The share of renewable energy in the Middle East’s energy mix is set to more than triple by 2035, according to a new report by German multinational Siemens.
The company said the region was expected to require 493 gigawatts of power generation capacity by 2035, an increase of 277GW on 2016.
Of this total, renewables are expected to triple their share from 5.6 per cent, or 15.7GW, in 2016 to 20.6 per cent, or 100GW, in 2035.
Solar will account for the majority of expected renewable capacity at an estimated 61GW and there is also deemed significant potential for wind power in Saudi Arabia and Egypt despite only moderate capacity additions.
Saudi Arabia has committed to 9.5GW of renewables capacity by 2023, while Dubai has committed to providing 25 per cent of its energy from clean sources by 2030.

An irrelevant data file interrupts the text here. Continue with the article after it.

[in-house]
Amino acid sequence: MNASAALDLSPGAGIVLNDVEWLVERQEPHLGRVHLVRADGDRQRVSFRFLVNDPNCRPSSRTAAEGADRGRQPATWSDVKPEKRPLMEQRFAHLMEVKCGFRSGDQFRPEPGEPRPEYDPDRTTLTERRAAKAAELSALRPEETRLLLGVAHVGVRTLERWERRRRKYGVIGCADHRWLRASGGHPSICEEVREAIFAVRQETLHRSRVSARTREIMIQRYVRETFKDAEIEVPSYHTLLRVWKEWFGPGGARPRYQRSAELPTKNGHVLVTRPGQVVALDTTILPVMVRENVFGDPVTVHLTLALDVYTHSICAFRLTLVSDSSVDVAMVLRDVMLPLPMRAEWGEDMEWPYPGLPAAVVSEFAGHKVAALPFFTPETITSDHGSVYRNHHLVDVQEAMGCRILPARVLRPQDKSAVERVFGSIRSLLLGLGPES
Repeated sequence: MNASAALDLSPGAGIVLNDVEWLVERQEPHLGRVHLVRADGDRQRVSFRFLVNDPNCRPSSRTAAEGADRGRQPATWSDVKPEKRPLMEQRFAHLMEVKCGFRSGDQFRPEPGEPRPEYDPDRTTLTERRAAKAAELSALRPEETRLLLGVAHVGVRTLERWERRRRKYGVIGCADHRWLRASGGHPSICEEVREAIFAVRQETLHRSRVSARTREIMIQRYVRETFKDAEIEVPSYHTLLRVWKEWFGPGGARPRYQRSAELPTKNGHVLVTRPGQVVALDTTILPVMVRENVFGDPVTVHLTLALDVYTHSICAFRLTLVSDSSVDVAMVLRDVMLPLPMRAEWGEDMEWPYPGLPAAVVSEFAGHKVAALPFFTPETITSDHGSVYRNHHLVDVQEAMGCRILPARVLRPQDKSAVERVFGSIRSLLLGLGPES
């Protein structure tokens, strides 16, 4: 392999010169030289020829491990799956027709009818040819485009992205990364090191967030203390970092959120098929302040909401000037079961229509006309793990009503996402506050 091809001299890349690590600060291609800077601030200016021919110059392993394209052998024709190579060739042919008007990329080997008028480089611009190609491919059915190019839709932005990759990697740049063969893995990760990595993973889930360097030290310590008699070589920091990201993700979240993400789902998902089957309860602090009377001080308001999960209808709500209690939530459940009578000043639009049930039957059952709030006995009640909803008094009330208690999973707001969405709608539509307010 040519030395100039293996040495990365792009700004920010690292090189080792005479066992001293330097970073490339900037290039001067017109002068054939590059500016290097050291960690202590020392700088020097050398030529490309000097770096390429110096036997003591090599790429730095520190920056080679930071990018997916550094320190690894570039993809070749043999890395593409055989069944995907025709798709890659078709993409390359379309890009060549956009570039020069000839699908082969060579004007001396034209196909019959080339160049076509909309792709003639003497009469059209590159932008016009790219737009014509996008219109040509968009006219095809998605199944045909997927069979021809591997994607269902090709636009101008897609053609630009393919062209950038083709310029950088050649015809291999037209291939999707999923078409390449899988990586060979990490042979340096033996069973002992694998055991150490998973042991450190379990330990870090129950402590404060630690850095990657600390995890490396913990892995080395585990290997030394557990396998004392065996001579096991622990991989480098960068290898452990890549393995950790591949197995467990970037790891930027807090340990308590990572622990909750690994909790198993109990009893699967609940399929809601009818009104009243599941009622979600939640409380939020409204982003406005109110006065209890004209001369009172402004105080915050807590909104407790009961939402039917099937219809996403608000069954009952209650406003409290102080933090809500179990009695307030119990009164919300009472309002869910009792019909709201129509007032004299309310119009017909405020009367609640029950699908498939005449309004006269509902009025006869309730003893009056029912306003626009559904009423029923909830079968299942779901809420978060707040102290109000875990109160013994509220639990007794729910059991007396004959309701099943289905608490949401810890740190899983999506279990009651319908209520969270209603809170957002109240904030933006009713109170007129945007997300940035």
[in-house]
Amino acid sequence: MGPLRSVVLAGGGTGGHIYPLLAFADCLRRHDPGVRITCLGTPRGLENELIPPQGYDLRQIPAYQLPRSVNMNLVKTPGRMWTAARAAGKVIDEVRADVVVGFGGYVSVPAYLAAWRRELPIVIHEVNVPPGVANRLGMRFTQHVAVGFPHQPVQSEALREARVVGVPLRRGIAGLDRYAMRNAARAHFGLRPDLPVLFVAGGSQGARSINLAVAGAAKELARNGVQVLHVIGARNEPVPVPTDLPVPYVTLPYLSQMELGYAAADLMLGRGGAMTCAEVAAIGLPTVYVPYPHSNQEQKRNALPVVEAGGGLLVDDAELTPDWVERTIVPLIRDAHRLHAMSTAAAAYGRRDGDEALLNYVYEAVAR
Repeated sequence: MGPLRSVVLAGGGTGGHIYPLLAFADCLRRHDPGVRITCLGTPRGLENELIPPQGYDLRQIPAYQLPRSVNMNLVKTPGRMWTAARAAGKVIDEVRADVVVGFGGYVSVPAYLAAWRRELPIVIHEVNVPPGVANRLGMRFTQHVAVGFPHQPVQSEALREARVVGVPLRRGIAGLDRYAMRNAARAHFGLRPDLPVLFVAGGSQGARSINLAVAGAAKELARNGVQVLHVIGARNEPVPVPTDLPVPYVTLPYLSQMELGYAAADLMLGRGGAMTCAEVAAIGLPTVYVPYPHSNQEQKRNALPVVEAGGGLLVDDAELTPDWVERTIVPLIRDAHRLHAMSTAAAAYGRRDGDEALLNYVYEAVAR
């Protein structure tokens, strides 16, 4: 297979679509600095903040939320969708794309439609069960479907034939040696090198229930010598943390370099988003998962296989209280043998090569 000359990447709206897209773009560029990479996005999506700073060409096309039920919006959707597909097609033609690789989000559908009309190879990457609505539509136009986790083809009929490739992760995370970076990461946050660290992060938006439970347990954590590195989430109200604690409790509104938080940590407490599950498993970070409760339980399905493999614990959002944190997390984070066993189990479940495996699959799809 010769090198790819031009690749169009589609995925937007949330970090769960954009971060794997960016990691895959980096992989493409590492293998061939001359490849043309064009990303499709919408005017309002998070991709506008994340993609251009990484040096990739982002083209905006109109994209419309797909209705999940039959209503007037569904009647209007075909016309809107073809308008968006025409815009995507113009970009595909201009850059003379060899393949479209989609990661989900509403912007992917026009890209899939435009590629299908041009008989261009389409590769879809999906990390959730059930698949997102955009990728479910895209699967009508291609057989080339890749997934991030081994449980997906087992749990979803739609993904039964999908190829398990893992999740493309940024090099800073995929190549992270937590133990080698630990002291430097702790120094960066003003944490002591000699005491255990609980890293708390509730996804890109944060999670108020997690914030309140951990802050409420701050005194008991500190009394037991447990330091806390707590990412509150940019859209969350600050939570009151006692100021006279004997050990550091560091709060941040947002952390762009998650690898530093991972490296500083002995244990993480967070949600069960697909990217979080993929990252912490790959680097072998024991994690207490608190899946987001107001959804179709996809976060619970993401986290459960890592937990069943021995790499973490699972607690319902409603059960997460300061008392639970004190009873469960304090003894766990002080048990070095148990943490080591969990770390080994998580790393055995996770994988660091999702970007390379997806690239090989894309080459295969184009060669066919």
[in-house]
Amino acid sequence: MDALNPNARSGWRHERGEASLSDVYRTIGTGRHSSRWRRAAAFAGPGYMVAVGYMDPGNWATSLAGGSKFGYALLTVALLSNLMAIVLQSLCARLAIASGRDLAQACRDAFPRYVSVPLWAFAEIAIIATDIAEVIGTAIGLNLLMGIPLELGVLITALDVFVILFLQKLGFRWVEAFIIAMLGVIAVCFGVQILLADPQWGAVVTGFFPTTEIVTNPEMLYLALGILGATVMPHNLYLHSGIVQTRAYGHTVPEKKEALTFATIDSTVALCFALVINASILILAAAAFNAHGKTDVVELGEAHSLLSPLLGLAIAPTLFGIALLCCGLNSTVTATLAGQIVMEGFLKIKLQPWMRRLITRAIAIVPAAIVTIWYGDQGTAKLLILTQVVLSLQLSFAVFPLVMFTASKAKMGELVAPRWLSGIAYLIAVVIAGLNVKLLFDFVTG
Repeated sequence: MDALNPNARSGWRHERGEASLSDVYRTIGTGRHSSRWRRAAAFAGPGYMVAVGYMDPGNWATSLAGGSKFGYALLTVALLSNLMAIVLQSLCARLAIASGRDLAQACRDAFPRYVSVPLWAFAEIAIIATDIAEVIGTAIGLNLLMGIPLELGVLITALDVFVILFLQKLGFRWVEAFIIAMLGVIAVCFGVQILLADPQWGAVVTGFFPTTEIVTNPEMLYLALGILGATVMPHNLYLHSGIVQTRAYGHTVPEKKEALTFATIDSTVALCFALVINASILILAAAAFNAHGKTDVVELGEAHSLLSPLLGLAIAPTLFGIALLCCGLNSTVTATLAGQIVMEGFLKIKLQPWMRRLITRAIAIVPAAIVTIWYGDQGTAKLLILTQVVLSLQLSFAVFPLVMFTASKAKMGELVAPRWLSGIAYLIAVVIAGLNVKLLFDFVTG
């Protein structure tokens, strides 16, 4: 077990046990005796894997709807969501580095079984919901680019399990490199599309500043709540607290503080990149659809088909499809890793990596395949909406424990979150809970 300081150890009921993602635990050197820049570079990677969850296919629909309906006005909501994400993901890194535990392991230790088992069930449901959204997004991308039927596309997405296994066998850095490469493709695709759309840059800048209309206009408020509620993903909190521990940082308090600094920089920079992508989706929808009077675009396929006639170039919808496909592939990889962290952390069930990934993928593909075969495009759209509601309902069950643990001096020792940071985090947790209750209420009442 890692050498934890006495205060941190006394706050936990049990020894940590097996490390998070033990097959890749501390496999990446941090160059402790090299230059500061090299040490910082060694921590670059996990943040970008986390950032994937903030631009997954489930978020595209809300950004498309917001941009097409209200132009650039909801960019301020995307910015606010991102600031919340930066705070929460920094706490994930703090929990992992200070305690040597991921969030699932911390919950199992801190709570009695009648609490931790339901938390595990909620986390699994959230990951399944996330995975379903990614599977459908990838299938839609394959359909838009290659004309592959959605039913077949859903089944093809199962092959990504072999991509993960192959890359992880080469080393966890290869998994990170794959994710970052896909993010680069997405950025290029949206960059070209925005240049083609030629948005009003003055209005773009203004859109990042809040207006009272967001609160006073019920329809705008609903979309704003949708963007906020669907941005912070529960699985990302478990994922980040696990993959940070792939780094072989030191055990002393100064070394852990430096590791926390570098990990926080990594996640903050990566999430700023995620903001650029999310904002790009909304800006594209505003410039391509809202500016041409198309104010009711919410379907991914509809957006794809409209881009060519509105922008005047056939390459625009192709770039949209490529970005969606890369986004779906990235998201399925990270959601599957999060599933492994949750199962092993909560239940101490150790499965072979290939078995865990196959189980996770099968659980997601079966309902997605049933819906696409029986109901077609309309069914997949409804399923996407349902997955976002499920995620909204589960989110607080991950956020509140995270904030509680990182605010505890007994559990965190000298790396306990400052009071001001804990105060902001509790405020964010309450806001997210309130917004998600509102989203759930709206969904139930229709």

However, natural gas is expected to dominate the wider generation landscape, accounting for 60 per cent of installed capacity and meeting most of a 3.3 per cent annual increase in demand through new combined cycle power plants, Siemens said.
“While the energy mix will see significant diversification over the next 20 years, natural gas will remain the prime energy source for power generation in 2035,” said Dietmar Siersdorfer, CEO of Siemens Middle East and UAE.
“We expect the majority of new power generation capacity to be via highly efficient combined-cycle power plants, but renewables will also gain a substantially increased share of the energy mix.”
The firm said cost competitive storage remained a challenge for renewables in the region and there was also 45GW of power generation capacity that could be realised by upgrading facilities older than 30 years.